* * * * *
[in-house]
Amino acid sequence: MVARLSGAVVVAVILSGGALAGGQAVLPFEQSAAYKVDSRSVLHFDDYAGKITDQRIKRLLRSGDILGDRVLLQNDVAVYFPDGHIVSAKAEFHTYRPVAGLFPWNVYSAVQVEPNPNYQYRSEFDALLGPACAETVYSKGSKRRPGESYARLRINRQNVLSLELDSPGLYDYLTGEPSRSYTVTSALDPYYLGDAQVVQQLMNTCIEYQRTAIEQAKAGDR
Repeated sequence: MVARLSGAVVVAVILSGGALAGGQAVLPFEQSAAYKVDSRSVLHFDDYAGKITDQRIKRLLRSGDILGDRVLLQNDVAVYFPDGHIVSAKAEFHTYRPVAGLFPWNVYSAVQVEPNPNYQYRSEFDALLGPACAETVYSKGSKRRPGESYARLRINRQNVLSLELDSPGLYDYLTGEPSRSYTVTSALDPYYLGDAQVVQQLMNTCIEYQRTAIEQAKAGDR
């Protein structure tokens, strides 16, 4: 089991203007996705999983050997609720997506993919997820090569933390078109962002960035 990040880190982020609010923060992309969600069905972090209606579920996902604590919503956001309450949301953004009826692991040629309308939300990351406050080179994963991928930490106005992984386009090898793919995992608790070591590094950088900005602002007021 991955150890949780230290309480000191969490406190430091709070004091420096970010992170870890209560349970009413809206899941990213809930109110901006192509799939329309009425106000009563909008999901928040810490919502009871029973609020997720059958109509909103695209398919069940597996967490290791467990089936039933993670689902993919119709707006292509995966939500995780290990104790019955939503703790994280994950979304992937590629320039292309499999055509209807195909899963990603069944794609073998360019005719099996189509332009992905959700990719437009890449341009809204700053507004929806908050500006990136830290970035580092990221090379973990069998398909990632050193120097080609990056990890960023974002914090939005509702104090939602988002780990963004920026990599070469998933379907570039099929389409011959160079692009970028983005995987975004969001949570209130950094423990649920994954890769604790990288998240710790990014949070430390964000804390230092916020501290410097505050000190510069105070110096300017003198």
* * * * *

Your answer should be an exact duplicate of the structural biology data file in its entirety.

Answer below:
[in-house]
Amino acid sequence: MVARLSGAVVVAVILSGGALAGGQAVLPFEQSAAYKVDSRSVLHFDDYAGKITDQRIKRLLRSGDILGDRVLLQNDVAVYFPDGHIVSAKAEFHTYRPVAGLFPWNVYSAVQVEPNPNYQYRSEFDALLGPACAETVYSKGSKRRPGESYARLRINRQNVLSLELDSPGLYDYLTGEPSRSYTVTSALDPYYLGDAQVVQQLMNTCIEYQRTAIEQAKAGDR
Repeated sequence: MVARLSGAVVVAVILSGGALAGGQAVLPFEQSAAYKVDSRSVLHFDDYAGKITDQRIKRLLRSGDILGDRVLLQNDVAVYFPDGHIVSAKAEFHTYRPVAGLFPWNVYSAVQVEPNPNYQYRSEFDALLGPACAETVYSKGSKRRPGESYARLRINRQNVLSLELDSPGLYDYLTGEPSRSYTVTSALDPYYLGDAQVVQQLMNTCIEYQRTAIEQAKAGDR
């Protein structure tokens, strides 16, 4: 089991203007996705999983050997609720997506993919997820090569933390078109962002960035 990040880190982020609010923060992309969600069905972090209606579920996902604590919503956001309450949301953004009826692991040629309308939300990351406050080179994963991928930490106005992984386009090898793919995992608790070591590094950088900005602002007021 991955150890949780230290309480000191969490406190430091709070004091420096970010992170870890209560349970009413809206899941990213809930109110901006192509799939329309009425106000009563909008999901928040810490919502009871029973609020997720059958109509909103695209398919069940597996967490290791467990089936039933993670689902993919119709707006292509995966939500995780290990104790019955939503703790994280994950979304992937590629320039292309499999055509209807195909899963990603069944794609073998360019005719099996189509332009992905959700990719437009890449341009809204700053507004929806908050500006990136830290970035580092990221090379973990069998398909990632050193120097080609990056990890960023974002914090939005509702104090939602988002780990963004920026990599070469998933379907570039099929389409011959160079692009970028983005995987975004969001949570209130950094423990649920994954890769604790990288998240710790990014949070430390964000804390230092916020501290410097505050000190510069105070110096300017003198």